V: Five Things I Learned Working in Senior Living: Why It’s Important Now

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I rarely open up about my career on social media because it is essentially my job. However, prior to working at the hospital, I started my career in senior living.

It was there that I was extremely fortunate to build meaningful relationships with residents, where they felt comfortable discussing life openly- from the moments of joy to the hardships they carried throughout their life. I was a sponge, eager to learn from their wisdom and understand the most valuable things in life. What do you think about when everything is said and done? These lessons simply couldn’t be taught from a textbook. 

I wanted to share some of these lessons with you as the world becomes increasingly more complicated. As much as I love social media and the opportunity it creates to unite us and communicate with one another, it has become a platform for hatred. Bigotry. Judgment. Cruelty.

These are the five things I learned working in Senior Living:

1.       Listen. One of my first roles at Riverside was to meet with residents upon their admission and talk to them. I would learn their needs and interests in order to make a care plan catered specifically to them. Our conversations often transcended well beyond these forms. Each person has a story to tell and, given the right approach and encouragement, are more than happy to share.

Everyone, regardless of race, gender or economic status, will experience pain. Loss. Happiness. You alone have the choice to listen,really listen, to what others have to say.

People are all fighting their own battles. Listen and learn from their experiences, as their insight can be valuable. Listen and learn from these victims, as we have an opportunity to educate the public and press upon our culture to be more accepting. Let these moments spark conversation and debate, not torture and judgement. 

2.       Mindset is everything. These discussions would occur within two days of admission. Often times, this meant it was the beginning of change and, let’s face it, change is an unnerving process. One can be overwhelmed with the sudden questions, any doubts that may surface and sometimes even, why me? However, we all have the choice to learn from these set-backs and struggles. Our mindset is a powerful tool. As one resident one told me, “Positive people are happy people.” What attitude do you allow yourself to take on that is holding you back? Why?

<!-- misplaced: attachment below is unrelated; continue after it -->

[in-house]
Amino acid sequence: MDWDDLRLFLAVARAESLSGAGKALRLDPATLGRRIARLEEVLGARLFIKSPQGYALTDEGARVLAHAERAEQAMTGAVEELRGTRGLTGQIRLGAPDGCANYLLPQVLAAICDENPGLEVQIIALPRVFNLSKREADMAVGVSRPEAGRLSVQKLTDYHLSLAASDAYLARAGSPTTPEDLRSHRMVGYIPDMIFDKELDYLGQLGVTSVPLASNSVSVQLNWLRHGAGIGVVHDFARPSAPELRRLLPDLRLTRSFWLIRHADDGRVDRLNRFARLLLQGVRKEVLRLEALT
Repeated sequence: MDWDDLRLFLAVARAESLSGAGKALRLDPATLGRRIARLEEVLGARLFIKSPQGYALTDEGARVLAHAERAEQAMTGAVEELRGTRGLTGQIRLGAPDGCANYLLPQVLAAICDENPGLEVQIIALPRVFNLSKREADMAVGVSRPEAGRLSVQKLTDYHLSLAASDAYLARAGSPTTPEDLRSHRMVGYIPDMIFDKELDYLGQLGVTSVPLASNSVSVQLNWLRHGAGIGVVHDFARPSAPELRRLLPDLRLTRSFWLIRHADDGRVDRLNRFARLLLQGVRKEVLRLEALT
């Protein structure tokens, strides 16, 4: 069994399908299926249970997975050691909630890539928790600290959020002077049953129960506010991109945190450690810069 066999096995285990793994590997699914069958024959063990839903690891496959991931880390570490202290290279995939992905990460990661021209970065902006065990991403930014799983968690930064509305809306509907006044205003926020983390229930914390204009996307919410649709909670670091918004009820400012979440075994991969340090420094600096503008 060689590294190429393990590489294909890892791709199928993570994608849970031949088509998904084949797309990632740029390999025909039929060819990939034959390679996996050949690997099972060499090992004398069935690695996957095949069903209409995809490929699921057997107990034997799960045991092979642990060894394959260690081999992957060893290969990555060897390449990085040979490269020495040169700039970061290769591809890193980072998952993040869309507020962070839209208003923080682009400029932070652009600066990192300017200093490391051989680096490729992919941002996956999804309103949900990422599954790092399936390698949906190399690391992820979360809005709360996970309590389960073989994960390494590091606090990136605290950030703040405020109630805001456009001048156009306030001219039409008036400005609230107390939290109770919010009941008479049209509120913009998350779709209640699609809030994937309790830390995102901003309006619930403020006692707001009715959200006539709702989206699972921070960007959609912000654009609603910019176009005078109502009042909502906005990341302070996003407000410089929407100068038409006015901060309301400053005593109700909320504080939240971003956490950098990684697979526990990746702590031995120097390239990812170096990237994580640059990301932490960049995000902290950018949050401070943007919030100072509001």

3.       Don’t let fear hold you back. Once we dived into these conversations, I listened as people recounted what was important to them. It doesn’t matter what age we are, we all have one thing in common. We all have the power to make changes right now.Don’t let fear hold you back. Go after what you want and live each day to its’ fullest. Live in the moment. One day, you’ll be reliving your story and want to recount one that is meaningful and impactful. As one resident said, “One day I just woke up and I was 94. I don’t feel 94. I still have so much to do!”

4.       Appreciate your family. At Riverside Senior Life Communities, we talk about connection. “Family”, in this instance, can be blood relatives or those who have taken a place in our hearts as family. These connections are very special. Honor and cherish them. Show them how much you care, even if it is a small gesture here and there. Appreciate their wisdom and stories. Everything can change in an instant. 

5.       Finally and most importantly, treat others with love. Never forget how powerful small acts of kindness can be. As we get caught up in our daily lives, we often forget the power of a smile or a hello. You do not have to perform grand gestures to show your love and appreciation for others.

Kindness is quietly woven into our daily routines, in small gestures. Leave a mark and spread kindness in the world.  

I share this article now and leave you with this last message: Remember to spread kindness in this complicated world we live in. These small acts of compassion haveso much more weight than we realize. You can be the voice of kindness, in the companies we work for and the communities we serve. You can be a voice that perpetuates the good in this world. I assure you, that these moments matter and ultimately lay down the groundwork for a life that you too will one day reflect upon and ask yourself:

Did I do enough? Am I proud of the life I lived? 

We must use these times of hardship to be a learning experience and to examine what can we do better? As a society. As an individual. What needs to change? How can you be a better force for kindness and understanding?